Mental Health

Falling out of love, being cheated on, finding out that your spouse is not who you thought they were; all these things can play havoc with your mental health. Going through a divorce is one of the most stressful times of your life, but if you consider following these five tips, you can hopefully minimise the impact significantly. 

  1. Communicate with others

Find your trusted friends or family members and share with them how you are feeling about your divorce, what has been happening and when you are grumpy about certain things. Communication is key, and it prevents things from being bottled up inside, leading to a massive explosion of anger, sadness and frustration at a potentially inopportune moment. Knowing you have people you can lean on who won’t go spouting their mouths off to your ex or the rest of the world is so important to your mental health. 

  1. Seek professional support

Some people may be willing to undertake the majority of the paperwork yourself while others prefer to enlist the help of a professional. However you feel, it is beneficial to get help from an experienced law firm. They will support you to get what you truly deserve as well as checking that you get sufficient SSDI benefits after a divorce. Once you become single once more, your entitlement to certain benefits will change, so getting the experts to assist you in ensuring you are getting everything you can and thus being financially stable is worthwhile, boosting your mental health simultaneously.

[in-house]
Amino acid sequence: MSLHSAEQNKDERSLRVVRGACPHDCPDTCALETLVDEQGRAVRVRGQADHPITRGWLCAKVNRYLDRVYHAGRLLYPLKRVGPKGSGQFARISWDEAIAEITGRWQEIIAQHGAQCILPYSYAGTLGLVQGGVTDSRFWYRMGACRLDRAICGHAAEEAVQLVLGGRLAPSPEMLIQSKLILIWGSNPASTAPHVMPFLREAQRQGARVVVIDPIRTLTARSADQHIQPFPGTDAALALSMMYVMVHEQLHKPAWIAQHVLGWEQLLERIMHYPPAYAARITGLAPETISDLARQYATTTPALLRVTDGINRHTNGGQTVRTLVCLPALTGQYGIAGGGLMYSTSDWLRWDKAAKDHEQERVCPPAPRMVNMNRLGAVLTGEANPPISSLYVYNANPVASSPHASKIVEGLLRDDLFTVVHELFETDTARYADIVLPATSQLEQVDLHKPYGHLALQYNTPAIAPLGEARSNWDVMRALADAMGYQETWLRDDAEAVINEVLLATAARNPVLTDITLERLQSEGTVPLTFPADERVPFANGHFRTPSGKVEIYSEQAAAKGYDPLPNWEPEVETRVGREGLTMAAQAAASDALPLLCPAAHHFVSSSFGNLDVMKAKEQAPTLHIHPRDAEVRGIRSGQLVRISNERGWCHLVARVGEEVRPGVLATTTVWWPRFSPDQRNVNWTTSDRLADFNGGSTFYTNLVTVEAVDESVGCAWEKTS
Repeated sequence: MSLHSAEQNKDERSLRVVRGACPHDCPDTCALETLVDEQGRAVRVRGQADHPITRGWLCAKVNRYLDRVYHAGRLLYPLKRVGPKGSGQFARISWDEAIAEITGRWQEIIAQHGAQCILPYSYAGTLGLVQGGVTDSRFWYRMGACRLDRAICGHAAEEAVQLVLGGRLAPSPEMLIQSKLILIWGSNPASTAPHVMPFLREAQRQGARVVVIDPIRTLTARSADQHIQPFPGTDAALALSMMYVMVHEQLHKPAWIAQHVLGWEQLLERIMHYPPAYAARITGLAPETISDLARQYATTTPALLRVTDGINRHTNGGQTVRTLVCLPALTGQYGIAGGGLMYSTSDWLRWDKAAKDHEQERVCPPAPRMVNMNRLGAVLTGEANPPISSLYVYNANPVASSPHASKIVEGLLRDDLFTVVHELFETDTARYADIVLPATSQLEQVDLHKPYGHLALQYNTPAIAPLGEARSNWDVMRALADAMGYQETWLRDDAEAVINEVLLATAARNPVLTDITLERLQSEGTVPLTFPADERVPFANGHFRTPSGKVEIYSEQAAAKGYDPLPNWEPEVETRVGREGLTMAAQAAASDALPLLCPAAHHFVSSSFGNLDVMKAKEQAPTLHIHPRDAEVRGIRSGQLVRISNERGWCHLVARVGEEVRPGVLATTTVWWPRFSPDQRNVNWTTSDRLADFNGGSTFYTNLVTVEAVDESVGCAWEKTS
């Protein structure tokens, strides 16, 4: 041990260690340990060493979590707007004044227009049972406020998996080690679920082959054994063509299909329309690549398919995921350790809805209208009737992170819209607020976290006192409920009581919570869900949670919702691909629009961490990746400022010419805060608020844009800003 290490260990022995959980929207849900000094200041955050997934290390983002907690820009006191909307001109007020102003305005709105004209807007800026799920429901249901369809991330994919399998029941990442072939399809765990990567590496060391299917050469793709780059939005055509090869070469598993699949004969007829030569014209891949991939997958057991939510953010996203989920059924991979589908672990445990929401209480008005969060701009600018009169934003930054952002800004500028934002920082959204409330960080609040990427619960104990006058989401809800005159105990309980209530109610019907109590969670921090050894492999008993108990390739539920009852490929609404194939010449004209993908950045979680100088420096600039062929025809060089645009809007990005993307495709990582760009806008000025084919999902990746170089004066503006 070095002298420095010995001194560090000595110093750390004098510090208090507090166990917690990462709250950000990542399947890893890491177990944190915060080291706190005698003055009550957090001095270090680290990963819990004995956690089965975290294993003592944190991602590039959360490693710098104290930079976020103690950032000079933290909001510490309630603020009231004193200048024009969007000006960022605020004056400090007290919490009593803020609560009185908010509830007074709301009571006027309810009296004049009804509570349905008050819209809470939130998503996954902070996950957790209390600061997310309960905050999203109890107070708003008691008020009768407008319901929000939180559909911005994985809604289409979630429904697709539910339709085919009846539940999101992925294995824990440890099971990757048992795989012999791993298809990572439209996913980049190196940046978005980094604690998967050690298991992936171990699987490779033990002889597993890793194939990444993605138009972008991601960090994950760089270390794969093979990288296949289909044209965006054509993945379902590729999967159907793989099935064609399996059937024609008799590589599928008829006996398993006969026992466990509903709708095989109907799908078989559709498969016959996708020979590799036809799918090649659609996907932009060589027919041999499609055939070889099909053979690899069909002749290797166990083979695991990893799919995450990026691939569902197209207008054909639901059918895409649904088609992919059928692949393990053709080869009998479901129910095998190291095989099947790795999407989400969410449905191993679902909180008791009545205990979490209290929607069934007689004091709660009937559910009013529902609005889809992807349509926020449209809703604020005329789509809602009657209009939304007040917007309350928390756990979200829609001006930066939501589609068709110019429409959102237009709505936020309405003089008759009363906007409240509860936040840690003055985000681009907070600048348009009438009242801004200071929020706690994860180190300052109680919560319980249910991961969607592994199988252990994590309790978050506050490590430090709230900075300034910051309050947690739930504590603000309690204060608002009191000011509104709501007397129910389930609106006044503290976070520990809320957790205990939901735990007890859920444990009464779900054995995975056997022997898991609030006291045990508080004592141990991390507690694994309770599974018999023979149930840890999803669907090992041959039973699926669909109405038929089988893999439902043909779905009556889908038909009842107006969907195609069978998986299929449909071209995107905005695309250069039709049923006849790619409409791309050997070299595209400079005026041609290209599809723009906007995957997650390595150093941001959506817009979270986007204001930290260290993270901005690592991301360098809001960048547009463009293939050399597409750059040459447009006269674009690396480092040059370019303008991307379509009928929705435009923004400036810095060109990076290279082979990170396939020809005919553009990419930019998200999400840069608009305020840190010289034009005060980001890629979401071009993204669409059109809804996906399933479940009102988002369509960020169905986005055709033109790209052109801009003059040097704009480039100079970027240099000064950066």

1. Get out of the house

Shame is still a feeling that many people have during and following a divorce. As a result, some tend to stay in the house unless absolutely necessary and this can have a detrimental impact on your mental health. Stepping foot outside the house can be tricky, but even just the feel of fresh air on your face and in your lungs can make a discernible difference. If you are concerned about bumping into your ex or one of their mates, you could go for a little drive to a nearby town or forest perhaps to minimise the risk of that happening, thus lowering your anxiety levels. 

  1. Practise breathing

Undoubtedly, there will be moments where you will feel overwhelmed by the situation you find yourself in and you may even feel like you can’t cope with what is happening. It might not feel natural, but for many people, it is. Practising breathing techniques can really help to lower your heart rate and with it your anxiety levels. You could do this by joining a yoga or Pilates class, both of which encourage this. 

  1. Don’t involve the kids

As tempting as it may be to talk about how badly the other person has treated you in front of the kids, please don’t do this. Involving them will never end well. Your words may be used against you in the future, and this can only pile on the stress. Furthermore, your kids are likely to be the most important beings in your life. Do you really want to hurt them and potentially damage their mental health?

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